Yonge is able to cope because Bloor offers a “trade” of riders in a sense, and this prevents the subway from being overloaded. However, if Bloor is being substantially alleviated in the east by Eglinton, the new ridership patterns would almost certainly ensure that the Eg-Bloor stretch has higher ridership than the Bloor-Dundas stretch. Something to the tune of 35K/hr southbound at Rosedale.

    The system can’t realistically handle this imbalance. Even with all the expansion measures in place, and assuming they work in practice as on paper, the system is still close to the edge.

    Steve: Meanwhile, those who think that the drop in riding on Bloor thanks to an Eglinton line is a benefit are deluded because the effect primarily occurs on the Danforth (east) leg, and the drop to the west is lower. Therefore the amount of service that can be removed (or avoided) on BD is less than the diversion quantity would imply because the same level of service must operate over the entire line. The demand projections in The Big Move, by the way, included a DRL to bleed the BD line although I am told by Metrolinx that more recent simulations for the Eglinton project do not include this component.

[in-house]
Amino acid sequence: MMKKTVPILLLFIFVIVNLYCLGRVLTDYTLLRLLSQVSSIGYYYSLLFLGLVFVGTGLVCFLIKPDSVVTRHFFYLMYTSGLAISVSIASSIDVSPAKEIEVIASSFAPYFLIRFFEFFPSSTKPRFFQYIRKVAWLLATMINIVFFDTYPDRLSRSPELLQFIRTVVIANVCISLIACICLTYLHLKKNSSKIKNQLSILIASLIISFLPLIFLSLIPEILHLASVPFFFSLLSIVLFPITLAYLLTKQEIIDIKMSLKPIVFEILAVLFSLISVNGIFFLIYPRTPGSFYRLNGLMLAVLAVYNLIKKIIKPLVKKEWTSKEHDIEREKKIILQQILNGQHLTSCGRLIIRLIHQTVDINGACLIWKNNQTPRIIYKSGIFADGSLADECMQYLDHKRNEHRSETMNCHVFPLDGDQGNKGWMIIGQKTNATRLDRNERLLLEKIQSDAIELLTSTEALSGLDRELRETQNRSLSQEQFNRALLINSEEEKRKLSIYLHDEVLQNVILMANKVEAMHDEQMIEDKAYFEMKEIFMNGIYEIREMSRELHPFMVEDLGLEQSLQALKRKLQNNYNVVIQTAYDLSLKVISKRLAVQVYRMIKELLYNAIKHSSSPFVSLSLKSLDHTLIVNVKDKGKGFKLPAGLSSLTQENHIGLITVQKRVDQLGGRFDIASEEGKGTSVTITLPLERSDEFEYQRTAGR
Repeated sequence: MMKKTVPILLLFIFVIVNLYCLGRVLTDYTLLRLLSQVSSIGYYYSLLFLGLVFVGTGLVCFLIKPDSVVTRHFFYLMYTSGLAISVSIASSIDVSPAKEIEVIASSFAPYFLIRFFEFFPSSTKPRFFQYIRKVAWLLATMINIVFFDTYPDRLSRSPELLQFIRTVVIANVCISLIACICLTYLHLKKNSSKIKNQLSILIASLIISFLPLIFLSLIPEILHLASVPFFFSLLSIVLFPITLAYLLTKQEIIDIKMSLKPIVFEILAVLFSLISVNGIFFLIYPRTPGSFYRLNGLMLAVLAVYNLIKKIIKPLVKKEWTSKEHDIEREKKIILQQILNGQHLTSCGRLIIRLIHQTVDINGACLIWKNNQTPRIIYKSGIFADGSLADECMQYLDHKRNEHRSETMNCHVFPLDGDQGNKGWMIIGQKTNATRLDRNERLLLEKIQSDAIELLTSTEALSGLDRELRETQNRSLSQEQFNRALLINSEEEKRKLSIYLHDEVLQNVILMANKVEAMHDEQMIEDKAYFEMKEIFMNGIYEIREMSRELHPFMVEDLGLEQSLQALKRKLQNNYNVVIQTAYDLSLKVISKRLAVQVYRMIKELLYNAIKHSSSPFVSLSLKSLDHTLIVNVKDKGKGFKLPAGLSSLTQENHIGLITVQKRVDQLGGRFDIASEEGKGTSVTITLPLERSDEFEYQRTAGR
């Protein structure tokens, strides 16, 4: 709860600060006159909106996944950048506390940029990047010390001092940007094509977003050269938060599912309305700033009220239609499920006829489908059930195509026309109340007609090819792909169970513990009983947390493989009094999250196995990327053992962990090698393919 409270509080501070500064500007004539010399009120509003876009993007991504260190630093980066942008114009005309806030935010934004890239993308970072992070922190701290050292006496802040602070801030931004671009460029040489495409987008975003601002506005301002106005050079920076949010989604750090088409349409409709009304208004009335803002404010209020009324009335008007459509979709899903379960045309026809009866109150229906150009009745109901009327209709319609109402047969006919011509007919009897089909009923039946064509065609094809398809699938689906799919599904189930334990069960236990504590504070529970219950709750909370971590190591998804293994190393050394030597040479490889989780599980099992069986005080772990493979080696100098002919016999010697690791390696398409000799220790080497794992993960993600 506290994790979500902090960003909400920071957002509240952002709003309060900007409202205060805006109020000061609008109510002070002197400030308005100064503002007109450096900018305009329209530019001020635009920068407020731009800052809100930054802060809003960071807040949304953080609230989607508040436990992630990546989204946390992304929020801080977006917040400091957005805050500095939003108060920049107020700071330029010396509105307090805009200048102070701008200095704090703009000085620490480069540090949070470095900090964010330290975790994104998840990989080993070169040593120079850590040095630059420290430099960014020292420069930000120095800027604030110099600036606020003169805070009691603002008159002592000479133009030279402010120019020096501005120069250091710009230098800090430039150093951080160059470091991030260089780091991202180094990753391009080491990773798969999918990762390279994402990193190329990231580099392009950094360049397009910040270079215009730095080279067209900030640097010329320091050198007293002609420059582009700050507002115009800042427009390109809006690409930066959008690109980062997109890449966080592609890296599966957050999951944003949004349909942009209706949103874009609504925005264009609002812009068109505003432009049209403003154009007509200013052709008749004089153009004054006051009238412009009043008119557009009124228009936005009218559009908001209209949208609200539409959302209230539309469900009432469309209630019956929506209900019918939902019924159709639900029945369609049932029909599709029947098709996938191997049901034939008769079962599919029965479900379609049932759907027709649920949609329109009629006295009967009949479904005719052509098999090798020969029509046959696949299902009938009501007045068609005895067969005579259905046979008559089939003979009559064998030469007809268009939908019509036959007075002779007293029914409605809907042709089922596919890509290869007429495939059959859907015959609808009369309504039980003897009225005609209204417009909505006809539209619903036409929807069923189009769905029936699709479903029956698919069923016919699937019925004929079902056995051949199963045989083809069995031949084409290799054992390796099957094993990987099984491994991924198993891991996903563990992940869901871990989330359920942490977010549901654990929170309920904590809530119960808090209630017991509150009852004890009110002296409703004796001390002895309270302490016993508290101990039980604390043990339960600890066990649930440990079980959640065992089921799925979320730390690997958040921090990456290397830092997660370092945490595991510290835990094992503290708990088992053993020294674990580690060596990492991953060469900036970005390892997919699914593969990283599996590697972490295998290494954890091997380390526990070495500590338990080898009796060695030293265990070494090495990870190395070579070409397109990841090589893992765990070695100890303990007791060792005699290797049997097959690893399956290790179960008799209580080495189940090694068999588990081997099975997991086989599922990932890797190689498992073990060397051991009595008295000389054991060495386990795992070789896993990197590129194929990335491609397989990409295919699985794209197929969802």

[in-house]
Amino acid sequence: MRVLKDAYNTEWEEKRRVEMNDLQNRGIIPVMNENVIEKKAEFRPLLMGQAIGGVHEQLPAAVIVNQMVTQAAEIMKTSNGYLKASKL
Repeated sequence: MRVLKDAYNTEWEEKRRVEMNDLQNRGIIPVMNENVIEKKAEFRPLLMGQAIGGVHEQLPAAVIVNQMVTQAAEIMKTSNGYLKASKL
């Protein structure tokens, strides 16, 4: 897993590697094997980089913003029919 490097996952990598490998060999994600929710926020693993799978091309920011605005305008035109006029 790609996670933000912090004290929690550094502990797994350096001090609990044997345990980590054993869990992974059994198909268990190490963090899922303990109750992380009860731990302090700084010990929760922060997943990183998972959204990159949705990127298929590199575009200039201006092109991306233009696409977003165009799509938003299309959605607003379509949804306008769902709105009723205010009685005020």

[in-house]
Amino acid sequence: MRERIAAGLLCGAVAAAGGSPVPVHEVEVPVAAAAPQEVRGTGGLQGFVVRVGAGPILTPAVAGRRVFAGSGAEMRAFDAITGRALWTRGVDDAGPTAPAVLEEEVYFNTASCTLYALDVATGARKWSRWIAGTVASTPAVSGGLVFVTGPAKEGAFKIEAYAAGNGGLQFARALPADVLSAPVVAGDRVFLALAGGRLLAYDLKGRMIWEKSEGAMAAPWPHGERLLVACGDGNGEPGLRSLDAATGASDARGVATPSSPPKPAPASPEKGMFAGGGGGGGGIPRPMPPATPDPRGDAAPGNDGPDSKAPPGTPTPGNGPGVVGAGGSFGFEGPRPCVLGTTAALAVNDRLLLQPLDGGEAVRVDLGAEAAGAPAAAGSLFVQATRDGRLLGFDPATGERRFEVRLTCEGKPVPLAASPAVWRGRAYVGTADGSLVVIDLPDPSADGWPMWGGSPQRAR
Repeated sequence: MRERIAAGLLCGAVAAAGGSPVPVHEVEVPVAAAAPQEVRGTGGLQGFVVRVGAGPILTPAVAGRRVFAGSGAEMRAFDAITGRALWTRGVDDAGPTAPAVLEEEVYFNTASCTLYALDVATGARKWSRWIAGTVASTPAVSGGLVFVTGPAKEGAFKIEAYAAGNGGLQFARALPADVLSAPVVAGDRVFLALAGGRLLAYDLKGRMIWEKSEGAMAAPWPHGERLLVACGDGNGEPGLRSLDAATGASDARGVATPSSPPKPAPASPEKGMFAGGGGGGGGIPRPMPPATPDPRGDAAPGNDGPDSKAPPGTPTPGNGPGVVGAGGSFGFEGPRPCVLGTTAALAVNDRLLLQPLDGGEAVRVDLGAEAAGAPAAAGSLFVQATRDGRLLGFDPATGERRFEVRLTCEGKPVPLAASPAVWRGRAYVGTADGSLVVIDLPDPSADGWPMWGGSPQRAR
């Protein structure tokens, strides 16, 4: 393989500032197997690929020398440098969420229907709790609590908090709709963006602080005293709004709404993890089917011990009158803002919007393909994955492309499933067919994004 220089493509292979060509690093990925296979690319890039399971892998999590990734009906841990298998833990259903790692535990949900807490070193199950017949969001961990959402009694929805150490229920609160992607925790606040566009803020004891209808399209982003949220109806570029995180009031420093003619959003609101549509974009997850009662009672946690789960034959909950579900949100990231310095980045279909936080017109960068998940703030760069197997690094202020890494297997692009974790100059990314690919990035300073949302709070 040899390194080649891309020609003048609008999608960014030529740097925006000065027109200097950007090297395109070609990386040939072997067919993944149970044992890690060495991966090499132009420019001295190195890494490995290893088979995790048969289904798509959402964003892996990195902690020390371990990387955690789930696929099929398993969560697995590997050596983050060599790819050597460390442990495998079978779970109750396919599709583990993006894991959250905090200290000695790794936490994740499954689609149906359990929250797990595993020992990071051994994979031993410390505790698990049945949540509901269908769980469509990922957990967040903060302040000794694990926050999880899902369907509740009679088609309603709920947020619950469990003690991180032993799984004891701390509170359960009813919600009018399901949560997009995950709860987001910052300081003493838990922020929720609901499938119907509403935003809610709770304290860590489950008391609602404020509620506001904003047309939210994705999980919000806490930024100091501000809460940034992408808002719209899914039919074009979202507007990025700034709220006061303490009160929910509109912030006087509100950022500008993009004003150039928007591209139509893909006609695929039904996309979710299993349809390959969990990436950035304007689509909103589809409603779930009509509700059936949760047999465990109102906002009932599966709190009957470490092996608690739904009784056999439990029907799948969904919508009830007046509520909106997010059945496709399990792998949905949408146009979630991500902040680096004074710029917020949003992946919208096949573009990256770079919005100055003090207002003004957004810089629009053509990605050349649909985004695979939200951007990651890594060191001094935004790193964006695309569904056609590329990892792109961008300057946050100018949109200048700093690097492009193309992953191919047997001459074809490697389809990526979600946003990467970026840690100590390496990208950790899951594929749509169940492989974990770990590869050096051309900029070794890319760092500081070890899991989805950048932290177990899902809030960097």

In any event, all of this deserves thorough and public airing. The TTC appears to be backing off its position that the Yonge line can somehow be made to carry over 50K/hour, and this has all sorts of spin-off effects in plans elsewhere.


  28. Benny Cheung said:

    There is no precedent in the world for an underground train yard. There is no cost justification for burying a train yard.

    Among other places, Singapore’s City Circle Line has a fully underground train yard. I believe that their Downtown Line is also going to have a fully underground train yard, as will other future lines.

    Cheers, Moaz


  29. Michael says:

    “For a city hell-bent on closing tiny zoos for minuscule savings, this is almost willfully hypocritical.”

    Almost? It is hypocritical. Ford never cared about wasteful spending. He cares about reducing the size of government.

    Steve: And even that he does not understand (at least chooses not to publicly). He rails on about the lack of staff consolidation after the megacity was created, but forgets that many services were already amalgamated (police, TTC, and others) under the old Metro government. Other services (fire for one) didn’t have a lot of overlap and there was already an informal arrangement for the old city forces to cover off for each other across boundaries. The big jump in TTC staffing was a direct result of recovery from the 90’s recession and Mike Harris, plus a decision to improve service quality and attract more riders. That’s not gravy.